(c) For turning flight stalls, the action of the airplane after the stall may not be so violent or extreme as to make it difficult, with normal piloting skill, to effect a prompt recovery and to regain control of the airplane. The maximum bank angle that occurs during the recovery may not exceed -
(1) Approximately 60 degrees in the original direction of the turn, or 30 degrees in the opposite direction, for deceleration rates up to 1 knot per second; and
(2) Approximately 90 degrees in the original direction of the turn, or 60 degrees in the opposite direction, for deceleration rates in excess of 1 knot per second.
[Doc. No. 5066, 29 FR 18291, Dec. 24, 1964, as amended by Amdt. 25-84, 60 FR 30750, June 9, 1995]
I am with you wrt fear that there is a chance that MAX "as is" is possibly doomed....
I was wondering whether FAR 25.203 compliance was contingent upon Unaugmented Stability & Control characteristics when I happened upon 26.672b and 26.671
25.672 Stability augmentation and automatic and power-operated systems.
If the functioning of stability augmentation or other automatic or power-operated systems is necessary to show compliance with the flight characteristics requirements of this part, such systems must comply with §25.671 and the following:
(b) The design of the stability augmentation system or of any other automatic or power-operated system must permit initial counteraction of failures of the type specified in §25.671(c) without requiring exceptional pilot skill or strength, [b] by either the deactivation of the system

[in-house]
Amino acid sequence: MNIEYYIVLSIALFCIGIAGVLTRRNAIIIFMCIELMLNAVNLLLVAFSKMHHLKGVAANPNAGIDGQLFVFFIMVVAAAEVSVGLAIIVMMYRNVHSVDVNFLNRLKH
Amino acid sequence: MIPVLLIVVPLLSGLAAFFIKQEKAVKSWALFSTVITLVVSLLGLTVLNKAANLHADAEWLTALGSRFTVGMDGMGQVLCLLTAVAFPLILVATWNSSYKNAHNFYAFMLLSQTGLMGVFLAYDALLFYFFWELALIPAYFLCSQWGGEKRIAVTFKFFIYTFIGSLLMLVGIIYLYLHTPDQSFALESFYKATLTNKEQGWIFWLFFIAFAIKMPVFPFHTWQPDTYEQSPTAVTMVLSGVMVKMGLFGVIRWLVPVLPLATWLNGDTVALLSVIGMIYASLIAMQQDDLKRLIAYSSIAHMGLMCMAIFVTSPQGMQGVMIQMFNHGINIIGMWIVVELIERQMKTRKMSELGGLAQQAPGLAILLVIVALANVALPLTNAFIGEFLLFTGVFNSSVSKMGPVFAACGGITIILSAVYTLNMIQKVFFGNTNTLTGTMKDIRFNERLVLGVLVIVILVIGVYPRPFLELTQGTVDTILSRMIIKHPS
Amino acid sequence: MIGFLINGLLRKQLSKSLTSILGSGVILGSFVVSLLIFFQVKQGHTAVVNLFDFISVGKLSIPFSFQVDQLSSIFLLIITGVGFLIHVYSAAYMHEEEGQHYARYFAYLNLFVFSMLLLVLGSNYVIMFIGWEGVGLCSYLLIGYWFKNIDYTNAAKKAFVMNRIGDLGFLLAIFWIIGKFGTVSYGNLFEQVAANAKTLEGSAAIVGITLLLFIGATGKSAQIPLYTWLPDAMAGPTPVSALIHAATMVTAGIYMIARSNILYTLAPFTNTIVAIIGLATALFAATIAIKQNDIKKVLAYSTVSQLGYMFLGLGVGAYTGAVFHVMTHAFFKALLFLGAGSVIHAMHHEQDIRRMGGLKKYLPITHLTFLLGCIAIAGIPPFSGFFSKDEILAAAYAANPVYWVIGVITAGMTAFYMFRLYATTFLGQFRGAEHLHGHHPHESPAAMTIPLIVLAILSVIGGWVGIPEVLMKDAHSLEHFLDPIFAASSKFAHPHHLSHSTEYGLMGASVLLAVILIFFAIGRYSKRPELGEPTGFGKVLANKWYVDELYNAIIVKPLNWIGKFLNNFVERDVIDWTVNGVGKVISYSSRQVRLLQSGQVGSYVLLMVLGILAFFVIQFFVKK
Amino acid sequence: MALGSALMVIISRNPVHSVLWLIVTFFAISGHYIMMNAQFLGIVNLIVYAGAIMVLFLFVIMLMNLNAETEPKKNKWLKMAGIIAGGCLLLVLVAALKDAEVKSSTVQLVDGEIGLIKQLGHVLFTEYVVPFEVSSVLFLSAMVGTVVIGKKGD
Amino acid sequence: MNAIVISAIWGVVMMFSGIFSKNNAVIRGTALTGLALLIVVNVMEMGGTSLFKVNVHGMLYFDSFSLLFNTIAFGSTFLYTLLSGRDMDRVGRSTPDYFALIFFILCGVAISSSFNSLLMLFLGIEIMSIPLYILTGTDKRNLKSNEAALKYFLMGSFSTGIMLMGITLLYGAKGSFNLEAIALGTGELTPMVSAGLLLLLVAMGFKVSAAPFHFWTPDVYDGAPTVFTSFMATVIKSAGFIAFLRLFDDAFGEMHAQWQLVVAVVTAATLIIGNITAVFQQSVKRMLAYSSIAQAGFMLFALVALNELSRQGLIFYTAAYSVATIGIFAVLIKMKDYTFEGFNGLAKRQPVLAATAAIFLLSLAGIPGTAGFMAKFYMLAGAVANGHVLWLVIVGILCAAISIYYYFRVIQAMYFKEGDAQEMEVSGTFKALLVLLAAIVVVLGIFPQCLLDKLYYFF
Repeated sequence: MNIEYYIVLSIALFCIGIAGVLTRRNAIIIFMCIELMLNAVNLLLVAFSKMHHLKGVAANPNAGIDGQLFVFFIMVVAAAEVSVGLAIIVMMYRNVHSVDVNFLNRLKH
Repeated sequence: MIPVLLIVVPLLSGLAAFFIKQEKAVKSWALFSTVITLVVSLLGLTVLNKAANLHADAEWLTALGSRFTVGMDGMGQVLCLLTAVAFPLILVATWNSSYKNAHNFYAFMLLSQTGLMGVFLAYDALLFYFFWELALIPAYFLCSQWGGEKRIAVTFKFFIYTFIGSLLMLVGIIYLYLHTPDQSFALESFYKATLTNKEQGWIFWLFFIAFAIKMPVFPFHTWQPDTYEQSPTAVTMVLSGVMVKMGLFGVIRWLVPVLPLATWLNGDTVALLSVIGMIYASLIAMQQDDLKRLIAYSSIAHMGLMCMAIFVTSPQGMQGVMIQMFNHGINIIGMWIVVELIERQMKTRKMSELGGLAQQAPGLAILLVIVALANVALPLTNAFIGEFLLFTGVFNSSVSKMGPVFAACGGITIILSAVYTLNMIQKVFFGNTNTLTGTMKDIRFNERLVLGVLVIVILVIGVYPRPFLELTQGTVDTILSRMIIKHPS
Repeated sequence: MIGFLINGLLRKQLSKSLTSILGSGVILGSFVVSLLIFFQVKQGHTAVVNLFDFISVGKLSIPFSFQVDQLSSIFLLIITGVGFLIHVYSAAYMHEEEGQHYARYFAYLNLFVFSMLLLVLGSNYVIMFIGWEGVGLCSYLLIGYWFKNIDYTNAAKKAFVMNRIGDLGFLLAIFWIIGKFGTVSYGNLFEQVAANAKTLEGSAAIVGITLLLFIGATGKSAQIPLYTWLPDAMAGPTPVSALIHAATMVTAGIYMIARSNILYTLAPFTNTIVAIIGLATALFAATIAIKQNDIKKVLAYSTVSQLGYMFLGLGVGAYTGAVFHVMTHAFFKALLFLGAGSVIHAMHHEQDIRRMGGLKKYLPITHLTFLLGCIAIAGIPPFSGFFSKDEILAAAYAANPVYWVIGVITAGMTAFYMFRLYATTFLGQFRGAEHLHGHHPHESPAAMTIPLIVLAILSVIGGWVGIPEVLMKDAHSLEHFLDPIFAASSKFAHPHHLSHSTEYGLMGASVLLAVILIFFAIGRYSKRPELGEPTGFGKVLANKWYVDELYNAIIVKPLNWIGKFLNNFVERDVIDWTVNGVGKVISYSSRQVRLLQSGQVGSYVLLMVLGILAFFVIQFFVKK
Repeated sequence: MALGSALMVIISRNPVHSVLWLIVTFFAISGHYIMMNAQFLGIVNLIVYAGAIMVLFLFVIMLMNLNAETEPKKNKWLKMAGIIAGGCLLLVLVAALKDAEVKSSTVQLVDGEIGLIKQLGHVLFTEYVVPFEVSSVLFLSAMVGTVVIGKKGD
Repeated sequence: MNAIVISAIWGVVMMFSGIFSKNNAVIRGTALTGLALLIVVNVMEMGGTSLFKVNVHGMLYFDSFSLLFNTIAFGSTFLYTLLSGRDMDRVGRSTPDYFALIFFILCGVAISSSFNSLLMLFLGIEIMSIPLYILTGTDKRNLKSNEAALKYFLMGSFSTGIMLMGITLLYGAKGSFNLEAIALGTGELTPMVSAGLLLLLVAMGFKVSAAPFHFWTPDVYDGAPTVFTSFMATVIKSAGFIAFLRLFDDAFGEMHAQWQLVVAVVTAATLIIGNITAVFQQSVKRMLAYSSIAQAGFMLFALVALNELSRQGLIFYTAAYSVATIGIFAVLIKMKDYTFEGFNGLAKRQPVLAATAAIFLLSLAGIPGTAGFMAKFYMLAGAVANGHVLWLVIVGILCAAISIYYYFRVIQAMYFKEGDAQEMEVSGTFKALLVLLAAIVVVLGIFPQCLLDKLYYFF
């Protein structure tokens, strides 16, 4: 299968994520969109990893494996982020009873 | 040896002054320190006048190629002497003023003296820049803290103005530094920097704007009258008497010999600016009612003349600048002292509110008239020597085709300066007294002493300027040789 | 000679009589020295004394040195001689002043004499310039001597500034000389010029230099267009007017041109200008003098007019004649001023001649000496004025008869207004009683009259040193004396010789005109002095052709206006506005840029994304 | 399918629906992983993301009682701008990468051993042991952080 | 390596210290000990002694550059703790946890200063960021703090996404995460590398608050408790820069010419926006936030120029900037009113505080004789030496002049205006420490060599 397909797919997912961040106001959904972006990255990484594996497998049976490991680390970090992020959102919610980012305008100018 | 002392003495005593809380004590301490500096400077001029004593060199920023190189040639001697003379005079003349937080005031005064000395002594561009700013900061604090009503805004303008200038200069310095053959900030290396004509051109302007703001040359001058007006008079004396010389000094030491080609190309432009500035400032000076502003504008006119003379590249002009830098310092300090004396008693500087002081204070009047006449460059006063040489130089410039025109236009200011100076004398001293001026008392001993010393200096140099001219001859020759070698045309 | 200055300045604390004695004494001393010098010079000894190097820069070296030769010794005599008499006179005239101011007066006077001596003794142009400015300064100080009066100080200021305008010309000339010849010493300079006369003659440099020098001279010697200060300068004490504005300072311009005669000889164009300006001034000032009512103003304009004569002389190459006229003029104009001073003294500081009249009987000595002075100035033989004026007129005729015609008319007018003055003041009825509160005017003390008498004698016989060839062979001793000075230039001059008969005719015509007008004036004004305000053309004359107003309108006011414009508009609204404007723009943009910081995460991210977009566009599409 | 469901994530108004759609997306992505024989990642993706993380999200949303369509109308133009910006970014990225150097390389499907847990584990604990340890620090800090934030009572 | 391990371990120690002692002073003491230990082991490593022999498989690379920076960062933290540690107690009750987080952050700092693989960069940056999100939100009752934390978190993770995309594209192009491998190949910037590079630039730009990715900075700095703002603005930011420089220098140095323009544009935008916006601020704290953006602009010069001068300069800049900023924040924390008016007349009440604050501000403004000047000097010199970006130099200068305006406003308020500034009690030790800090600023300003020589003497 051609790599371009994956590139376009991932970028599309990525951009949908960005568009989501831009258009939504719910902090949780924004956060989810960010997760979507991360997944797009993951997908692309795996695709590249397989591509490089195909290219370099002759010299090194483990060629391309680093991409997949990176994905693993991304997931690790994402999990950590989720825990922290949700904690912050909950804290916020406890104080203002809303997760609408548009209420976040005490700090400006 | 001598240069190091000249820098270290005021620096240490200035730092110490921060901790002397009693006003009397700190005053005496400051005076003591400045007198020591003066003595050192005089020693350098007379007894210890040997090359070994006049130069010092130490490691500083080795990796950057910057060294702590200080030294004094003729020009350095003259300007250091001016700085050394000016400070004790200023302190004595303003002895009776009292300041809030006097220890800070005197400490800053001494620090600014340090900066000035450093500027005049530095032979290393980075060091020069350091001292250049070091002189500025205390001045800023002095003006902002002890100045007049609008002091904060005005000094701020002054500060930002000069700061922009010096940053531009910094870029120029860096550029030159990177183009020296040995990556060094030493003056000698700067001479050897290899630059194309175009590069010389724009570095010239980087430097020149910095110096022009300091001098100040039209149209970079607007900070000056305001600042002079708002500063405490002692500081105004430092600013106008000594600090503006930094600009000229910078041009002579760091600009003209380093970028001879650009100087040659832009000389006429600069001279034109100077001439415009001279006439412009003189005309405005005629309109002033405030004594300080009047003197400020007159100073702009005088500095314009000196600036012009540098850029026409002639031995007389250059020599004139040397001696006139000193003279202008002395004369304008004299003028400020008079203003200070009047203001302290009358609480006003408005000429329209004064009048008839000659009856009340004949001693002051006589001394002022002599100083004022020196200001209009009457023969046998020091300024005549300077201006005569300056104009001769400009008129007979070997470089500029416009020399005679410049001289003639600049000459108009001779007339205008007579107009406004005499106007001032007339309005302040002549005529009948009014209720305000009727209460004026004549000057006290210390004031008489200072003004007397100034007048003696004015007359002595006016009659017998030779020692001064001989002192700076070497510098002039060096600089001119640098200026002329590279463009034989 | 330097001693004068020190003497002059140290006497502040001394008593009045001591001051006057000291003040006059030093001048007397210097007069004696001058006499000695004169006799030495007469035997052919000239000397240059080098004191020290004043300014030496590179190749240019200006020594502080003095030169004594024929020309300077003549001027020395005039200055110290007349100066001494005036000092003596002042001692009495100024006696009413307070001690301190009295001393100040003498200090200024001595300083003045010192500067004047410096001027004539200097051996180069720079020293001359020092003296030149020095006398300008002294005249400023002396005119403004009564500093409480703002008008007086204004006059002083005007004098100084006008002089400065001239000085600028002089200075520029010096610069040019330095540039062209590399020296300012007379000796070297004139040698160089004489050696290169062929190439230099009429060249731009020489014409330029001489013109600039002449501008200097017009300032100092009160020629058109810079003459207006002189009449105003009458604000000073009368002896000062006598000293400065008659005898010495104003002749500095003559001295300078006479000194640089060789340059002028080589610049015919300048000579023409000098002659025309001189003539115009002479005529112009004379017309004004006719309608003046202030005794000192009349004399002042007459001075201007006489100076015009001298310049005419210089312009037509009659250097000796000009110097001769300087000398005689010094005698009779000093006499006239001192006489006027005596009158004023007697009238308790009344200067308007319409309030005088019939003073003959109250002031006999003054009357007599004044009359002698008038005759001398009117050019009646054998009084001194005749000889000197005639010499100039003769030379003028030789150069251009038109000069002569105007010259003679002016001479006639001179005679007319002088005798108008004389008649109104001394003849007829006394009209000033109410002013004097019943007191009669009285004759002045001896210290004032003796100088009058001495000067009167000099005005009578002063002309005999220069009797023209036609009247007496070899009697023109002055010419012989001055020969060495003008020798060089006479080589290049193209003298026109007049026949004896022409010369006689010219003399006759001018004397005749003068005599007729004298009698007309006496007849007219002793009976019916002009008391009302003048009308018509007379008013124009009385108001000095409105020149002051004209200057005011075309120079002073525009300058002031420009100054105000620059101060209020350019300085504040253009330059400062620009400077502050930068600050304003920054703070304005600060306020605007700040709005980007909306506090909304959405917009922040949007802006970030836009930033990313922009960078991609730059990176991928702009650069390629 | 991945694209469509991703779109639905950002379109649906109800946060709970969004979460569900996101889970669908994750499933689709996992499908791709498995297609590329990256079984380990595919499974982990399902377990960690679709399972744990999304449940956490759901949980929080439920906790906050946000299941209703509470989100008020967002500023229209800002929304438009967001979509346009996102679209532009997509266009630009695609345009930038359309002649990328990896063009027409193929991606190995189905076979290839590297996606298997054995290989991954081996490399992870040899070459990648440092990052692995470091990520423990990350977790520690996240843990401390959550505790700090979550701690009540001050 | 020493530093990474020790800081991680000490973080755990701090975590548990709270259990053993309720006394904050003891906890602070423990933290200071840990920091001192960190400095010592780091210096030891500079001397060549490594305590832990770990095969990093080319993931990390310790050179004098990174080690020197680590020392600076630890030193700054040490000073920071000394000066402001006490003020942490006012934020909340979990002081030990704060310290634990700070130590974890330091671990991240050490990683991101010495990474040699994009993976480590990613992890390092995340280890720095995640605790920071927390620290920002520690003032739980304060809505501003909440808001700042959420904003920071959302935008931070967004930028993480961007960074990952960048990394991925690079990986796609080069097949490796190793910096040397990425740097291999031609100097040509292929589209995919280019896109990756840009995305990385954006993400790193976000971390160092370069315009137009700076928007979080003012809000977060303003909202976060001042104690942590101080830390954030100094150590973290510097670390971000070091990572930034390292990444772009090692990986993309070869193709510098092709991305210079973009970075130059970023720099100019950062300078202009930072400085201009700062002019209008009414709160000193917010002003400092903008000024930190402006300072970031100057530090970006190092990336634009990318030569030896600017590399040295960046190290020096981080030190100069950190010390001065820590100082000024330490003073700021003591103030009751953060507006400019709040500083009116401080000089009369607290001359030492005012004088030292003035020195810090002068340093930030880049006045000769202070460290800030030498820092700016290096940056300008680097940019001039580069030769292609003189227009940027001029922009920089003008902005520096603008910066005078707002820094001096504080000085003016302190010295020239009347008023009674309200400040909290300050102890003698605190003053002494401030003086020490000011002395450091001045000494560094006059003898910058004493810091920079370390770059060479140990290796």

, or a failed portion thereof, or by overriding the failure by movement of the flight controls in the normal sense.
(c) The airplane must be shown by analysis, tests, or both, to be capable of continued safe flight and landing after any of the following failures or jamming in the flight control system and surfaces (including trim, lift, drag, and feel systems), within the normal flight envelope, without requiring exceptional piloting skill or strength. Probable malfunctions must have only minor effects on control system operation and must be capable of being readily counteracted by the pilot.
(1) Any single failure, excluding jamming (for example, disconnection or failure of mechanical elements, or structural failure of hydraulic components, such as actuators, control spool housing, and valves).
(2) Any combination of failures not shown to be extremely improbable, excluding jamming (for example, dual electrical or hydraulic system failures, or any single failure in combination with any probable hydraulic or electrical failure).
I'm assuming unreliable AOA and pitot-static data contributing to unreliable velocimetry leading to persistent activation of SAS in the presence of erroneous data counts as a probably malfunction. So, it expressly prohibits deactivation of MCAS in the event of a failure to recover. Doesn't disengaging the cut out switches count even though this is a sensor failure contributing to SAS activation rather than SAS failure. Of course, this may just be semantic argument and I'm missing something